Nightmares from the Deep: The Cursed Heart is a hidden object game, where you play as museum curator Sarah Black. You are preparing the museum’s latest exhibit after the remains of the infamous pirate king: Captain Henry Remington. However, Sarah has inadvertently revived the pirate king who kidnaps your daughter and fled to the pirate hideout of Skull Island.
Now as Sarah Black, you must find a way to save your daughter before it is too late, while finding out the truth behind Remington’s story.Before I continue, I need to say something. I normally suck at these hidden object games, especially on the mobile devices since I never seem to find them quickly enough or unable to find the missing object without a hint. That and it normally feels like forever before you can progress further with the story.
In Nightmares from the Deep: The Cursed Heart, I luckily did not have that problem and it did not rely solely on the hidden object aspect as its sole game mechanic either, which was a nice surprise actually. As I was under the impression this would only rely on that one game mechanic of finding hidden objects in a scene.
The game begins with an opening cinematic that tells the legend of the legendary pirate: Captain Henry Remington, and how his body was found and eventually wounding up at the museum. The narrator is revealed to be the Sarah Black (the player), who sees a delivery-man with the main attraction for the new pirate show about the life of Captain Remington. Afterwards, you meet up with your daughter who convinces you to open the cargo box up so she can catch a glimpse of the infamous pirate. While doing so, you decide to prepare the body to be ready for showing the next day, noting some strange happenings as she does so. If you consider ‘strange happenings’ as the same thing as arcs of green lightning which is completely not a cause of concern or forewarning at all. Needless to say, he immediately comes back to life and promptly kidnaps your daughter. Summoning his ghostly ship [that literally destroys half the museum in the process] to his hideout on Skull Island. Very considerate of the pirate to wait for you to find a way to sneak aboard his ship before he left for the island.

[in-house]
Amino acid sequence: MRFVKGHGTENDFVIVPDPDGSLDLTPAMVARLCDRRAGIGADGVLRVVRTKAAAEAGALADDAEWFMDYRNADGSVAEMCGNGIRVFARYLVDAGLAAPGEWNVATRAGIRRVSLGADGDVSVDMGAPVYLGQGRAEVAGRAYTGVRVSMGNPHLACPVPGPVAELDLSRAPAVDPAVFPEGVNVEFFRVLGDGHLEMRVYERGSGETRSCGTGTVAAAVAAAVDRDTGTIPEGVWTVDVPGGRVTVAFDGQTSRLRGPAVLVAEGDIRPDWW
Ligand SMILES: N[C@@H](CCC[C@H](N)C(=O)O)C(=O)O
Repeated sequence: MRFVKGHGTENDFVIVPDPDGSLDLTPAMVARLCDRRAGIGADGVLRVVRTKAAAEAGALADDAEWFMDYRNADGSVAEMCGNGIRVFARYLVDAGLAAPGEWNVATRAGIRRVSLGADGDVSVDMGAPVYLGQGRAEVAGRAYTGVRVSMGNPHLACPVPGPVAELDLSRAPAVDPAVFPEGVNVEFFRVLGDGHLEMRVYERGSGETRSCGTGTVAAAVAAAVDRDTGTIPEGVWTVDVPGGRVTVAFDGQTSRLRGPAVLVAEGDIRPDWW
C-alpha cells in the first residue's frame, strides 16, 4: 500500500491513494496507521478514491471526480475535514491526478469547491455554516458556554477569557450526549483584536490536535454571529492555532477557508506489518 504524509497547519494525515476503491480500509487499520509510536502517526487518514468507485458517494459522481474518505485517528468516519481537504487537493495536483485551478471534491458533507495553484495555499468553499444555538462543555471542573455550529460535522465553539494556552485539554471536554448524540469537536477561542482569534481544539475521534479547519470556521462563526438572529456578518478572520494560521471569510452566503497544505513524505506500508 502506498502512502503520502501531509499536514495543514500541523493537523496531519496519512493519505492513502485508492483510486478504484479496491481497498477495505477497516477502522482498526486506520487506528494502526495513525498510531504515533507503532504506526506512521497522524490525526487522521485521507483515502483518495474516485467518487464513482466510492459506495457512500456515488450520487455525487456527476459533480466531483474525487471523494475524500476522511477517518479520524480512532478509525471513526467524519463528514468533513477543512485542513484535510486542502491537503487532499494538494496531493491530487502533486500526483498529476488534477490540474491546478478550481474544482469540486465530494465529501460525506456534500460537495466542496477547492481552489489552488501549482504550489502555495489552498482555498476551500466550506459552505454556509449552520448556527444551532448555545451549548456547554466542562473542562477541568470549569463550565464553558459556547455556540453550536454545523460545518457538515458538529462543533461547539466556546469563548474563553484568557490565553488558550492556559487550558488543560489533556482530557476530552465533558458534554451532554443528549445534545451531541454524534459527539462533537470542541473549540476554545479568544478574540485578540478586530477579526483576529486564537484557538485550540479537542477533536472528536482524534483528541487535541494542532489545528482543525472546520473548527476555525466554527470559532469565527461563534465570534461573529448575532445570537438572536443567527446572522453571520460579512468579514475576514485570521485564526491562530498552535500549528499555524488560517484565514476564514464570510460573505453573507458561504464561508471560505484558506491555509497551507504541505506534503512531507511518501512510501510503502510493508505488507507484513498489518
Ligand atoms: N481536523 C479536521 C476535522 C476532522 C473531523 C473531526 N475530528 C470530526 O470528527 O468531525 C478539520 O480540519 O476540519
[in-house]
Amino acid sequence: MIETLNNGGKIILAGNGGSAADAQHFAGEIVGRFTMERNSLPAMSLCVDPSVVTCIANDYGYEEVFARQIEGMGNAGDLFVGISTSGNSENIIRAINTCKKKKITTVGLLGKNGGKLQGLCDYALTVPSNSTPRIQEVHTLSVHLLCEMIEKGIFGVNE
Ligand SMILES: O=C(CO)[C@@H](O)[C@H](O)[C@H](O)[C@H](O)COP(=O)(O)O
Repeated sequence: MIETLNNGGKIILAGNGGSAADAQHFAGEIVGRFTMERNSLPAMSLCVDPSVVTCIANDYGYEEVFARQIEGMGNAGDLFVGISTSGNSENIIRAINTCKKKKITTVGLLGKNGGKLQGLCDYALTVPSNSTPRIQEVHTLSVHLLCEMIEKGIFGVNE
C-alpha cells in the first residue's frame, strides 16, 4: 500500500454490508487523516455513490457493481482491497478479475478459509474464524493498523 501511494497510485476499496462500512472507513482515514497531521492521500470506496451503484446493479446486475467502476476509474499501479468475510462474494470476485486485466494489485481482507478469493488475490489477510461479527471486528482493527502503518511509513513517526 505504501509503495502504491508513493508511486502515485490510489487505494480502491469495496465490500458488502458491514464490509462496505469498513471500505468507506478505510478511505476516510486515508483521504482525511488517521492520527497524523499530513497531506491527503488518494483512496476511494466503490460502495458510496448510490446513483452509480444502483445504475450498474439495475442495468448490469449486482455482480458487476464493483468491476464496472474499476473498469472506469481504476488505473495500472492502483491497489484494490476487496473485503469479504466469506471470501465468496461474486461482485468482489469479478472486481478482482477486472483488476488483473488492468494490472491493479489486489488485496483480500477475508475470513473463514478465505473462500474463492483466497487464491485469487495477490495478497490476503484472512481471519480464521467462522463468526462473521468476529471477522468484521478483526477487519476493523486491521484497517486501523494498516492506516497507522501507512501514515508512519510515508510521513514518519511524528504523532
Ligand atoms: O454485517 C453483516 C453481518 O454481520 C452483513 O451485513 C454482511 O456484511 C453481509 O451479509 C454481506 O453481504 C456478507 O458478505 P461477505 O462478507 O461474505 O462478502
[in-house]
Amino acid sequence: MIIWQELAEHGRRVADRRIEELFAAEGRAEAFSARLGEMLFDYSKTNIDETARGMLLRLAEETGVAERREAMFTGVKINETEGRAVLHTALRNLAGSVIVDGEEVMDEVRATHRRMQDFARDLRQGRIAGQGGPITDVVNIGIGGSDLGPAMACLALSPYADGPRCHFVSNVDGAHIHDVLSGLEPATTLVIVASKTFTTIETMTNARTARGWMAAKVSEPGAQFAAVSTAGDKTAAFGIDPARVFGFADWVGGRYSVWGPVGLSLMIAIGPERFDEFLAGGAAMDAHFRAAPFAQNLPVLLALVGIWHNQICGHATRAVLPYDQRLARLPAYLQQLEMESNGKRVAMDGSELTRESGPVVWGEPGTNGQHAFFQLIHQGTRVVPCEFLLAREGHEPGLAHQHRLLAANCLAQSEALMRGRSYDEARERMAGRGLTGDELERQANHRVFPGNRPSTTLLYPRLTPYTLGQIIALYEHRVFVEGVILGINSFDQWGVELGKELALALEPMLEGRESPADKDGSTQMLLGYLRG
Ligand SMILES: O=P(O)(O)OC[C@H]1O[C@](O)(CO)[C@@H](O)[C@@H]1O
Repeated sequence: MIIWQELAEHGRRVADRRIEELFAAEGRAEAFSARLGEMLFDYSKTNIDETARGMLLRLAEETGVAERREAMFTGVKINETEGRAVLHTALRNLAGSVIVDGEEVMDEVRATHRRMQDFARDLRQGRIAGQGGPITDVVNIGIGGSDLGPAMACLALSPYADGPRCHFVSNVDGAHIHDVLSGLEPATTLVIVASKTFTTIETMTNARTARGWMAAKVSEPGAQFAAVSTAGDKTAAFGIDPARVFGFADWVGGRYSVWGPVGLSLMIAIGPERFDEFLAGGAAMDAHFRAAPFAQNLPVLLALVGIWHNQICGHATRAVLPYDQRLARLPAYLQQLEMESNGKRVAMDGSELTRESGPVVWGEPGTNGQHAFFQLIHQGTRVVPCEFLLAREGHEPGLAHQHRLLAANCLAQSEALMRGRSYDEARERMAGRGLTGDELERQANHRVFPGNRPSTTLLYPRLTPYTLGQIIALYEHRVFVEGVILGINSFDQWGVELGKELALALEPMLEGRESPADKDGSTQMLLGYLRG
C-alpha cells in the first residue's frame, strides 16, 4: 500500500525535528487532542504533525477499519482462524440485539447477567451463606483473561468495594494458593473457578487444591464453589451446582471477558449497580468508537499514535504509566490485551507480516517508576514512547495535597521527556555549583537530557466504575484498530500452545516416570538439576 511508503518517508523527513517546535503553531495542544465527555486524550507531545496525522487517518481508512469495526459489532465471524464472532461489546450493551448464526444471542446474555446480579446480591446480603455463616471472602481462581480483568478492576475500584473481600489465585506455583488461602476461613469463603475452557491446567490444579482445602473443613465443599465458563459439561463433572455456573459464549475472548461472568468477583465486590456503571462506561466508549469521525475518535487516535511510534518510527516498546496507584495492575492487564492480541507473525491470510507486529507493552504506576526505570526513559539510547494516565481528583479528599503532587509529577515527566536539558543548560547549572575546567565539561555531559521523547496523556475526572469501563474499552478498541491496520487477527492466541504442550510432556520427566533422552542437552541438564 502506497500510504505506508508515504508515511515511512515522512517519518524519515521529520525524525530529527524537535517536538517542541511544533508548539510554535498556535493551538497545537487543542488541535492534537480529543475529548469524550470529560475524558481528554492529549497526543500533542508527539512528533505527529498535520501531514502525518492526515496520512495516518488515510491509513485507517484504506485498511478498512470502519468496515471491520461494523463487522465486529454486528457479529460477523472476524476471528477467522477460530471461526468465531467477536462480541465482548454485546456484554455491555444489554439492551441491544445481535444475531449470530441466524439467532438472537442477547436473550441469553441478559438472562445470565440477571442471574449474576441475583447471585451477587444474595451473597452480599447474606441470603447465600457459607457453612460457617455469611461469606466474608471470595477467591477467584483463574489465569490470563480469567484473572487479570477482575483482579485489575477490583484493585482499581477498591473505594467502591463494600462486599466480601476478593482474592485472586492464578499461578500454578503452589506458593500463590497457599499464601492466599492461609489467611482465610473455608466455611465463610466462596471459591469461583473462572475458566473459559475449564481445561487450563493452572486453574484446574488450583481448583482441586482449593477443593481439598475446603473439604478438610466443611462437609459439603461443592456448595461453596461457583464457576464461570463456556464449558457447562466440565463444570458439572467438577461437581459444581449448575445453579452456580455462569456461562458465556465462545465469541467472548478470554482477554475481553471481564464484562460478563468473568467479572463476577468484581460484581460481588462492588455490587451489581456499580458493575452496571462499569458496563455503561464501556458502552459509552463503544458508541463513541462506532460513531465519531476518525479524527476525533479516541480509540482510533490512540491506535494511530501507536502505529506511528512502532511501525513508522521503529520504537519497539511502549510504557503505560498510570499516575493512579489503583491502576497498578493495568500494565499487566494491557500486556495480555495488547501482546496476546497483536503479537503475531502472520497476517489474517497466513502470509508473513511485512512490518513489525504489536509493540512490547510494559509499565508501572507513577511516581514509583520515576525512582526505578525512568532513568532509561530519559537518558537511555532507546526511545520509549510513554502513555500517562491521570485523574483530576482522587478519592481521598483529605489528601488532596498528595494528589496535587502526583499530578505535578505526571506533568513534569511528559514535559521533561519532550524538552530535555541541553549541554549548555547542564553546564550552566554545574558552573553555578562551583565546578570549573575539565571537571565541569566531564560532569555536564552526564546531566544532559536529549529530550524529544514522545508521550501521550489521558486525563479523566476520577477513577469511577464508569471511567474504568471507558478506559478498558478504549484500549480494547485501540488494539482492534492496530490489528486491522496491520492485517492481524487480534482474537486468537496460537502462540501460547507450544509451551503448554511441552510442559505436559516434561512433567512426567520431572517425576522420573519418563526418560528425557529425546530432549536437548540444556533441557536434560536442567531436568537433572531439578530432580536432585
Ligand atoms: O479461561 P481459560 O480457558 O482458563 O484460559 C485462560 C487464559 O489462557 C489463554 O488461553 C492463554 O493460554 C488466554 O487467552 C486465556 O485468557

The story suffers a fair deal from its indecisiveness as it swaps between a tale of adventure and a tale of star-crossed lovers. Oh and adventure since you got to rescue your daughter. The scenes have very lovely visuals with the hand-painted look. It does make it slightly hard to pick out some of the objects from a scene though.Despite being labelled as a hidden object game, the game play offers more than simply finding hidden objects. There is a mix of puzzles and mini-games. Along with general exploring around locations to break the monotony. The game is rather lengthy so do not expect to finish this within a single sitting in an afternoon. If you get stuck, there is the ever-present and helpful hint button to help move things along.
The puzzles are relatively simple and few come with a step-by-step instructions. You can find maps which offer hints of whether you still have things to do in a location via a yellow exclamation mark. Sadly the maps do not let you quickly travel between locations.I noticed there was an option to play Mahjong if you do not want to play the hidden object scenes. Apparently if you can beat the Mahjong game, you beat the hidden object scene. I found it just a tad odd. There are also some puzzles that you cannot avoid. If you take too long to solve a puzzle, the game will offer you the option to skip it or you can look at the game’s guide to see the solution to solve the puzzle.
On a whole, I felt the game was pretty average. Your typical hidden object game that tried to add different game mechanics so it did not rely solely on hidden object scenes. Sadly, the game was still your run-of-the-mill hidden object game. The story was unmemorable and swapped between genres with the main story and the sub-story of the pirate version of Romeo and Juliet. For a mother who is trying to save her daughter from a horrible ending, she certainly did not sound overly concerned. I still find the concept of playing Mahjong to beat a hidden scene very odd.
Otherwise, the game had wonderful visuals with the hand painted style. Shame the maps couldn’t be used as a way to quickly travel between locations, but served as a handy way to find out if you were missing something in any of the locations.
It is part of the Nightmares From the Deep collector’s edition, however I would recommend only getting this when the game or the collector’s edition (if you want to finish the entire trilogy) when it is on sale.